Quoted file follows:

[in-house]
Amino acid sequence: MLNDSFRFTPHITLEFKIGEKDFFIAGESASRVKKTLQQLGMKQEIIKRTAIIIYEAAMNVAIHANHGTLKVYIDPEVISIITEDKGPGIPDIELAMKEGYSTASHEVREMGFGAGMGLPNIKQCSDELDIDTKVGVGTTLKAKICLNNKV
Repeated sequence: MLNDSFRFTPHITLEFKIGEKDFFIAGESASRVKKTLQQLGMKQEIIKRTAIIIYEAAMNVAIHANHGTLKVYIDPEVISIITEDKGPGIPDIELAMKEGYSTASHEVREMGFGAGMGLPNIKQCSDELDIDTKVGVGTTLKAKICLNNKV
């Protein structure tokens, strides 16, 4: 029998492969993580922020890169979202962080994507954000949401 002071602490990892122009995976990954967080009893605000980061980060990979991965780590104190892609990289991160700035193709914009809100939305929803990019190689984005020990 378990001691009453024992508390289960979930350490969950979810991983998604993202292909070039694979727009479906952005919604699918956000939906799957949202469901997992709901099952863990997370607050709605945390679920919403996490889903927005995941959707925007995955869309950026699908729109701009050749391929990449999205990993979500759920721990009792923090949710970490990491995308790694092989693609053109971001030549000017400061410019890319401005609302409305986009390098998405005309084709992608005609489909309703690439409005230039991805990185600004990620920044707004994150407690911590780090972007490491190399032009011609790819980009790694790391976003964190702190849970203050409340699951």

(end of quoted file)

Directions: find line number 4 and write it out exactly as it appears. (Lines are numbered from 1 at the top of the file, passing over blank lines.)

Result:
């Protein structure tokens, strides 16, 4: 029998492969993580922020890169979202962080994507954000949401 002071602490990892122009995976990954967080009893605000980061980060990979991965780590104190892609990289991160700035193709914009809100939305929803990019190689984005020990 378990001691009453024992508390289960979930350490969950979810991983998604993202292909070039694979727009479906952005919604699918956000939906799957949202469901997992709901099952863990997370607050709605945390679920919403996490889903927005995941959707925007995955869309950026699908729109701009050749391929990449999205990993979500759920721990009792923090949710970490990491995308790694092989693609053109971001030549000017400061410019890319401005609302409305986009390098998405005309084709992608005609489909309703690439409005230039991805990185600004990620920044707004994150407690911590780090972007490491190399032009011609790819980009790694790391976003964190702190849970203050409340699951």